Political and conspiracy thrillers do not always age well. Many of them are so firmly anchored in their day and age that the passing of time and changes in society render them naïve, illogical or ridiculous. John Frankenheimer’s The Manchurian Candidate is certainly of its time: the era of the Cold War, Reds under the bed, a succession of Asian wars and the McCarthy witch hunts, the Cuban missile crisis, not to mention the Kennedy assassination, which it is often seen as prefiguring. So why does it retain its ability to shock and its relevance to generation after generation? Because for all the James Bond shenanigans and the talk of Communists and Chinese, it’s not really about any of those things.
At first The Manchurian Candidate seems to play out like a comedy. Major Bennett Marco (played by Frank Sinatra, an excellent performance he considered his personal best) has been having nightmares. He sees himself and his unit from the Korean War sitting in a hotel lobby, bored out of their minds, while a local horticultural society holds a meeting about hydrangeas. Then the image changes; now they’re in a lecture hall surrounded by Russian and Chinese officials, and it’s not flowers they’re discussing but the fact that the hated sergeant Raymond Shaw (Laurence Harvey) has been brainwashed and reprogrammed as a remote control assassin. These hints and half-glimpses are enough to convince Marco and his superiors that something serious is under way. Meanwhile, Shaw’s domineering mother Eleanor (Angela Lansbury) and her boozy, under-intelligent husband Johnny Iselin (James Gregory) are revealing to the world that large numbers of ‘card-carrying communists’ have infiltrated key US government departments.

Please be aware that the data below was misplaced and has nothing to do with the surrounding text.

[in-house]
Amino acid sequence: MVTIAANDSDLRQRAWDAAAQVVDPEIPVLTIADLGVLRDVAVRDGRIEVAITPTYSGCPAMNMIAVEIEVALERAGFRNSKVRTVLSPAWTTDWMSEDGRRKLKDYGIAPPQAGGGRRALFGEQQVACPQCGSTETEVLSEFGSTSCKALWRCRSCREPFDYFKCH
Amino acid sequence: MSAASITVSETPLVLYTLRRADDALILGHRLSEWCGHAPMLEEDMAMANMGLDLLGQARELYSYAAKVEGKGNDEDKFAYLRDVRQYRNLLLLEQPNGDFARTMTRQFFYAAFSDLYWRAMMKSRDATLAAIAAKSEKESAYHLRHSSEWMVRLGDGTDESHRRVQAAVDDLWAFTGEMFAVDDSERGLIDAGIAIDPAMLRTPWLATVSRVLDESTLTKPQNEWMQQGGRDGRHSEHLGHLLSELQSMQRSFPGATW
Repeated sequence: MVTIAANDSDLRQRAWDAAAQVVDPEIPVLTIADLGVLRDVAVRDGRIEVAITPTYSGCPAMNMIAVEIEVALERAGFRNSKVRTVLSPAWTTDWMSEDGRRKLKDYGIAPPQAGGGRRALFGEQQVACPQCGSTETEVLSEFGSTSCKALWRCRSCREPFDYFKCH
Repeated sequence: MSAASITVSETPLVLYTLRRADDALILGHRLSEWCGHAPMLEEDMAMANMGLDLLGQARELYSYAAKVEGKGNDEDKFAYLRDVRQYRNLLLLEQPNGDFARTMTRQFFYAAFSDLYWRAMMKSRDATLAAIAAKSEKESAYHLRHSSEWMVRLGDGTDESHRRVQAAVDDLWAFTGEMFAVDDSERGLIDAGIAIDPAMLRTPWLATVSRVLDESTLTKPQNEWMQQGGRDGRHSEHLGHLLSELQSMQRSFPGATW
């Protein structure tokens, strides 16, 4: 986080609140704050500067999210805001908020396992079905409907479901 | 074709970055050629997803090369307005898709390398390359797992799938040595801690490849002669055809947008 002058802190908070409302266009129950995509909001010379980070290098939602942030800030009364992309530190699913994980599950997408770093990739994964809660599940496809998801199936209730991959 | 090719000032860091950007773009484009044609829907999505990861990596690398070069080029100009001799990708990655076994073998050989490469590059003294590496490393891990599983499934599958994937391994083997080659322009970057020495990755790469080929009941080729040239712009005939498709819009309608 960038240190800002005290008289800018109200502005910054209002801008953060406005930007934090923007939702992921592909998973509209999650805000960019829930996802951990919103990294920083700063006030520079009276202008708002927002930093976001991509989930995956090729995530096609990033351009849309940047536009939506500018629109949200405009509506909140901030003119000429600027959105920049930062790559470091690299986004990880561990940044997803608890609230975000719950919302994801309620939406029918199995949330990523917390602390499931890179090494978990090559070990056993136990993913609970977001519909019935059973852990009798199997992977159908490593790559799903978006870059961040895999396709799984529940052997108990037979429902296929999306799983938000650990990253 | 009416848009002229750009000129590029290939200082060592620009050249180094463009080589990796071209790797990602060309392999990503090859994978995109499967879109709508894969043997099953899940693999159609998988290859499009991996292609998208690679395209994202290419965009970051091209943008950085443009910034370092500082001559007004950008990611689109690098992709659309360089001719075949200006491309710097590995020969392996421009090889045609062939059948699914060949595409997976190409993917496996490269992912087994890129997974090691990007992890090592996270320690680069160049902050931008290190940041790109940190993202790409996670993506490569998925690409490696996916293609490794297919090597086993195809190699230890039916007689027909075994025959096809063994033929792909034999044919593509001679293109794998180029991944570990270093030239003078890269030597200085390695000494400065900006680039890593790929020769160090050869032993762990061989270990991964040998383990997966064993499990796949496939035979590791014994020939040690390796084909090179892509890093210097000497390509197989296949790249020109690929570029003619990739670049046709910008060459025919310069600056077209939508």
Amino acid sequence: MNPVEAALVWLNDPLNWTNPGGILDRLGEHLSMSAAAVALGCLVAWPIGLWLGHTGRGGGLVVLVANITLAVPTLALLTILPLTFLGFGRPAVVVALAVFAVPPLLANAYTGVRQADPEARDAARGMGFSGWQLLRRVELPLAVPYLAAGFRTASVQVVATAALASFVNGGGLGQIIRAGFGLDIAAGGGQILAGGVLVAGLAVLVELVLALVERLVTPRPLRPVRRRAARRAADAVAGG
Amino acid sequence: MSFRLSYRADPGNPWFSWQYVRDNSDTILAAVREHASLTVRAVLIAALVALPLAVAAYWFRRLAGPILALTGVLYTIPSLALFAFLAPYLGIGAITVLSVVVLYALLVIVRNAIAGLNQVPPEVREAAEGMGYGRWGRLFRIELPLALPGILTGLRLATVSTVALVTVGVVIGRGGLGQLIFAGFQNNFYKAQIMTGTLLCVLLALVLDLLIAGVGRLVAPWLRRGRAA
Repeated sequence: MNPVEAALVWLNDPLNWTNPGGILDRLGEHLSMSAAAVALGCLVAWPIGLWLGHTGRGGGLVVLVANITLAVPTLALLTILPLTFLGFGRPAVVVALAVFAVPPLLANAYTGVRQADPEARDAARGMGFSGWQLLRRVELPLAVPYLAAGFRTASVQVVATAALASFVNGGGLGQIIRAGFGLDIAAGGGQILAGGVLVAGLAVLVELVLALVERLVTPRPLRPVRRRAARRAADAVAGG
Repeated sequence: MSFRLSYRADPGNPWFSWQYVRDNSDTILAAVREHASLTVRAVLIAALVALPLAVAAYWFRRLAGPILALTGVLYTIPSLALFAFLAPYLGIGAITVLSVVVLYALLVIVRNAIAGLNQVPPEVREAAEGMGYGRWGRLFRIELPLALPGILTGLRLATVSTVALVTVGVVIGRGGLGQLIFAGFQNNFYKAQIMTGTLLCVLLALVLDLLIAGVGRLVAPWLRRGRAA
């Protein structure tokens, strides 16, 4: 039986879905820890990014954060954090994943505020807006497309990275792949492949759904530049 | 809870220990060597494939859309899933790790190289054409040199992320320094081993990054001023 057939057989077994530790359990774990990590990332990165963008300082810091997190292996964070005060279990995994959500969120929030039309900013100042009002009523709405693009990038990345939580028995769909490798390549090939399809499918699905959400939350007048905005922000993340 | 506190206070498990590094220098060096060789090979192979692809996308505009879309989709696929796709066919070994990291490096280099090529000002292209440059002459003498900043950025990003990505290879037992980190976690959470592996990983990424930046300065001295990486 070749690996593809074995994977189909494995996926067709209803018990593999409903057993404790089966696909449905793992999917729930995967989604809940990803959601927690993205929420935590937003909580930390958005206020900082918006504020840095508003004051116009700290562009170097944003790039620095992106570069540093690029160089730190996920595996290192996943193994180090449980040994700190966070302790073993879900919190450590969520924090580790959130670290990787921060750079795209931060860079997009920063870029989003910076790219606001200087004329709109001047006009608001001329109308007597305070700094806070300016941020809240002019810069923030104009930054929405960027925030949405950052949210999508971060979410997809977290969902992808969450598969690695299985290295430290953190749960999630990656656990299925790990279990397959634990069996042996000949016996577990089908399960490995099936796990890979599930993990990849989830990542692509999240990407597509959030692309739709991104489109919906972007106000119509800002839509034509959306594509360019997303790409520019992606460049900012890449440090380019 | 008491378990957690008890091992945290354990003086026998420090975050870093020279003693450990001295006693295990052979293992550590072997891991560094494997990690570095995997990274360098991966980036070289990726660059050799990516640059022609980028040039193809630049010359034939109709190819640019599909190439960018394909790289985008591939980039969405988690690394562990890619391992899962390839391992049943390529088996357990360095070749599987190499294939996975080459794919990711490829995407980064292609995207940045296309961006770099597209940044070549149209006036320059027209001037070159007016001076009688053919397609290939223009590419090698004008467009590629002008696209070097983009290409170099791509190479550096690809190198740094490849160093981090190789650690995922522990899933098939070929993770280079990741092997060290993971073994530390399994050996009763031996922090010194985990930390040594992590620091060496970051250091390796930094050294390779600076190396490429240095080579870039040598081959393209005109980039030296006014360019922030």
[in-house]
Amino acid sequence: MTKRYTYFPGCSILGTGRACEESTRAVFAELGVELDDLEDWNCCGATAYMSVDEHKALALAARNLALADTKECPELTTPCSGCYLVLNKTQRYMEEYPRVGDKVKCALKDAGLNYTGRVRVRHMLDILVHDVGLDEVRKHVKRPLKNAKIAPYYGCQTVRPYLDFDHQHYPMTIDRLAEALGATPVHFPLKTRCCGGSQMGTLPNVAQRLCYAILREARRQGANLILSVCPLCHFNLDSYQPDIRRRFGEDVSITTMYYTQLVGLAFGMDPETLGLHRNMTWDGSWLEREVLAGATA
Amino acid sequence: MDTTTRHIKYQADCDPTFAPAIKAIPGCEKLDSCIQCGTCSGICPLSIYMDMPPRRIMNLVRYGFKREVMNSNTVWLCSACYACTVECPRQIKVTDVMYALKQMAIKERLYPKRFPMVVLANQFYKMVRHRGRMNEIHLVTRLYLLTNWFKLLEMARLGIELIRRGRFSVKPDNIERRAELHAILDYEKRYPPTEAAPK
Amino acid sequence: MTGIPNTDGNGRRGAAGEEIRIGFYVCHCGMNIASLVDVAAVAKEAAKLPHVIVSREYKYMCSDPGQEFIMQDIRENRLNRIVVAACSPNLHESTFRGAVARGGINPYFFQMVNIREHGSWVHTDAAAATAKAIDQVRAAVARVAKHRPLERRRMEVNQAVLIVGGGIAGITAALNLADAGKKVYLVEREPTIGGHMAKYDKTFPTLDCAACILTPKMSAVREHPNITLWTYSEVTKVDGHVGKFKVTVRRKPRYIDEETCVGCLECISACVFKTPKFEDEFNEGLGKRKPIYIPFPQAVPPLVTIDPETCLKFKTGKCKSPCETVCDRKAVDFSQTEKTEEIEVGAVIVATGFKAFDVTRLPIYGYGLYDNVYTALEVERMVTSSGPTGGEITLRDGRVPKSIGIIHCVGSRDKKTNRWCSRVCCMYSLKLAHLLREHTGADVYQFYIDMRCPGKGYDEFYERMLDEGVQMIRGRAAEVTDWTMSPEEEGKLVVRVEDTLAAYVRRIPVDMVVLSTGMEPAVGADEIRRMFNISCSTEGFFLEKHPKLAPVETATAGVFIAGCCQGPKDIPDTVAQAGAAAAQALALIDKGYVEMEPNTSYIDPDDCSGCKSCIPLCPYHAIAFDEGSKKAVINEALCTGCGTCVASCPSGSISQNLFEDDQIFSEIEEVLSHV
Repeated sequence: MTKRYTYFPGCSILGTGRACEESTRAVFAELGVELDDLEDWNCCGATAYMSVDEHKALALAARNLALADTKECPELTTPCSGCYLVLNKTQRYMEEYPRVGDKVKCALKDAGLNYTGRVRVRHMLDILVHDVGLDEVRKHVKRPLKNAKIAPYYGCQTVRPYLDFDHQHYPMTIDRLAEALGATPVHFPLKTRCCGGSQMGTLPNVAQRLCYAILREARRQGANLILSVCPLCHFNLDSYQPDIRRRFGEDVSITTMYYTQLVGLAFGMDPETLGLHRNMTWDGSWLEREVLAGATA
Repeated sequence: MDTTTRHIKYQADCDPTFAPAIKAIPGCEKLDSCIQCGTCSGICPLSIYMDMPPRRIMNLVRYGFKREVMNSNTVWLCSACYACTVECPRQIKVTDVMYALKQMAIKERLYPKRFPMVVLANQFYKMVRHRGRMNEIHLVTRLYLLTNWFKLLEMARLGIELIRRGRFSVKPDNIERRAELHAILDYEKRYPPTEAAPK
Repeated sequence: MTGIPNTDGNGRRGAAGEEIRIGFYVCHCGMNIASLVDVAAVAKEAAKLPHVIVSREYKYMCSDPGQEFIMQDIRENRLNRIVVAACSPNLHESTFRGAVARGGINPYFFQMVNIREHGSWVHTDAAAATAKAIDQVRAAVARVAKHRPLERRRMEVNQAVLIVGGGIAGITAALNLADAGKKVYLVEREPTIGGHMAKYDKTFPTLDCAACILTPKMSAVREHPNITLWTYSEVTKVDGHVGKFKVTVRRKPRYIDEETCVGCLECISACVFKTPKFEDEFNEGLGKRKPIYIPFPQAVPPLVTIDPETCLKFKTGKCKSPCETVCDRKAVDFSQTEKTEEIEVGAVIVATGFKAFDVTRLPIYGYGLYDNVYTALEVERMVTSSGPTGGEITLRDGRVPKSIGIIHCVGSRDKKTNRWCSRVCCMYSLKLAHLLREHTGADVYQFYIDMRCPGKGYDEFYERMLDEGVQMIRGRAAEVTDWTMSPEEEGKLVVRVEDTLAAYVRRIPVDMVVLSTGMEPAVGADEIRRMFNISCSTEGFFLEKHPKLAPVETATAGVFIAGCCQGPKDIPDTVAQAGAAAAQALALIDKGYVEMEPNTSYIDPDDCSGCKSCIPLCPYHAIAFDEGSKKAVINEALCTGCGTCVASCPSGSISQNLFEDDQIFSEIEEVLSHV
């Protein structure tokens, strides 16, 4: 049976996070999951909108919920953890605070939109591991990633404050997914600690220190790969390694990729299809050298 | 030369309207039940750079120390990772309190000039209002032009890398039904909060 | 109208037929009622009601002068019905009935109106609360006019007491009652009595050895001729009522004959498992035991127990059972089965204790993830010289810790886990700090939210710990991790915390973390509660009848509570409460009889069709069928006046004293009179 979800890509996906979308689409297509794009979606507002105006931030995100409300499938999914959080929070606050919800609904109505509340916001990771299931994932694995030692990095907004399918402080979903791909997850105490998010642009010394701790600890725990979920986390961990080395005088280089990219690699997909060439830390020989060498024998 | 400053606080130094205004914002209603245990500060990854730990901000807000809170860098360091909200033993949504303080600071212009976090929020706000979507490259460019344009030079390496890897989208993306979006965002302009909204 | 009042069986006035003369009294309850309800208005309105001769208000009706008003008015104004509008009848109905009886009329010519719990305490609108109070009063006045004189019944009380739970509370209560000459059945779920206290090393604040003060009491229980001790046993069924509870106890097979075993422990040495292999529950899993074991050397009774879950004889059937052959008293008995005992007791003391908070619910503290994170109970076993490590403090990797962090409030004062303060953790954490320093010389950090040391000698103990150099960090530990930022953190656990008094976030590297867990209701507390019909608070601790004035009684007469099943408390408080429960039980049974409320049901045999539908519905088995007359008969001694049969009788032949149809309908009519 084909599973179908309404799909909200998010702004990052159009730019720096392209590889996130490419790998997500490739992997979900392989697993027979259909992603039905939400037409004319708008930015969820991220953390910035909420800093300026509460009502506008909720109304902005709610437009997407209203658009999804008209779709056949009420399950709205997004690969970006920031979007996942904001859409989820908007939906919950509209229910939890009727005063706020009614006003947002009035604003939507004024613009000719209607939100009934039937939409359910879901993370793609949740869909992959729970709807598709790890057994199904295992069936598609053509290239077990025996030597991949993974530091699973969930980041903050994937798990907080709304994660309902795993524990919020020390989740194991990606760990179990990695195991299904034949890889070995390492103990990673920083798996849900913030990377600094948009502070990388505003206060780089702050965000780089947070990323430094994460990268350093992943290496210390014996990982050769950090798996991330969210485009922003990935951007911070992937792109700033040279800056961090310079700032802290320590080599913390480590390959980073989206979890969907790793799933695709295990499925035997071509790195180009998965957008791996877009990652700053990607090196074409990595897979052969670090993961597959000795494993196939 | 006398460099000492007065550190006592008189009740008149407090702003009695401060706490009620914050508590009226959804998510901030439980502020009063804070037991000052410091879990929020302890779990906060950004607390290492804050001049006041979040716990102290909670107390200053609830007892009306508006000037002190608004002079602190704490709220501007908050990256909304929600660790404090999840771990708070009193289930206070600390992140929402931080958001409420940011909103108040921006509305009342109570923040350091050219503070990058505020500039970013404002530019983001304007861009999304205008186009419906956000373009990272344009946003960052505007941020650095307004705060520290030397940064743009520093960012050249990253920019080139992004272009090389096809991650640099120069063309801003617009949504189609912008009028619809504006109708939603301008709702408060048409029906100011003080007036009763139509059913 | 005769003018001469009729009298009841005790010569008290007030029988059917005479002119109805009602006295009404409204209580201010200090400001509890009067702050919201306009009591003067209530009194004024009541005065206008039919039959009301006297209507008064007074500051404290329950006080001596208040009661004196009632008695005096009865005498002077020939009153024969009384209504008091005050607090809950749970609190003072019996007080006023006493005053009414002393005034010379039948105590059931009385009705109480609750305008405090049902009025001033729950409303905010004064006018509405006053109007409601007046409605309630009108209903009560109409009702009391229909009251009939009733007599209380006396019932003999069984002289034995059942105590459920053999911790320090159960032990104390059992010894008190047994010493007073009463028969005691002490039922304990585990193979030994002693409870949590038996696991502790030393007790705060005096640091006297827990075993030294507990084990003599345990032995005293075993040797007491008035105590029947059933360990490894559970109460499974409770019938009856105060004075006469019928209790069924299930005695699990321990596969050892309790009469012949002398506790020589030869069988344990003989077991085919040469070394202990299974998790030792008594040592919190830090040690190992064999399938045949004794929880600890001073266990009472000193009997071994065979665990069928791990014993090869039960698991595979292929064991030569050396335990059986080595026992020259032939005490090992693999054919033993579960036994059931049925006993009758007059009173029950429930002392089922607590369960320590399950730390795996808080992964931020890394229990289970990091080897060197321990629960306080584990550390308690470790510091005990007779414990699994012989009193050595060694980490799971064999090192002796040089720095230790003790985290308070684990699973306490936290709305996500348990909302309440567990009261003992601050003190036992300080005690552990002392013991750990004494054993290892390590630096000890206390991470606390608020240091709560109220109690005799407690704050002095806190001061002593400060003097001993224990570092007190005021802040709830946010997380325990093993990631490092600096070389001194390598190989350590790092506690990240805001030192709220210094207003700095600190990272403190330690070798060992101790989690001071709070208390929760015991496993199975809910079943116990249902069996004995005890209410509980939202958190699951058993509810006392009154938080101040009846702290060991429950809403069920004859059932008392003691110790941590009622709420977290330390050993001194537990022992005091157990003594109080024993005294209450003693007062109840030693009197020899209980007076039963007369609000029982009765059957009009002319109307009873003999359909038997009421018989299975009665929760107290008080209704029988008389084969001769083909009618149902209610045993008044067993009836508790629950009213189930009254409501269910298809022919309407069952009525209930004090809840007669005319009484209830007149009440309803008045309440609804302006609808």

It’s a move straight out of the McCarthy playbook, and Iselin is a scathing, deliberate caricature of McCarthy (Richard Condon’s original novel was published two years after the senator’s death). Like McCarthy, Iselin never actually provides any concrete evidence to back up his claim; after all, he only says there are 57 communists in the Department of Defense because he happened to see a bottle of Heinz tomato ketchup that morning. In private Iselin is dominated by his brilliant, callous wife, and on screen Gregory is overshadowed by a captivating Lansbury performance. It’s only when it becomes clear just how willing she is to mentally, spiritually and eventually physically obliterate her son in furtherance of her own ambitions that Eleanor Iselin Shaw becomes one of the cinema’s most memorable villains. By that point the Chinese and Russians have long since faded into the background, their hackneyed representations rendered obsolete (and unnecessary) by Eleanor’s diabolical schemes, schemes that go much further than Communist takeovers.
Ultimately that’s the reason why The Manchurian Candidate has lasted better than its contemporaries. Not only is the central conspiracy entirely feasible and practical, but in just a few minutes it’s possible to come up with a sizeable number of examples from history where similar things have been tried and (for the more paranoid viewer) have quite possibly succeeded. Whether you’re in favour of remakes or not, a post-9/11 reworking of The Manchurian Candidate was an utterly logical step, and the surprising quality of Jonathan Demme’s 2004 version suggests that certain points still need to be made.
Watch the original theatrical trailer: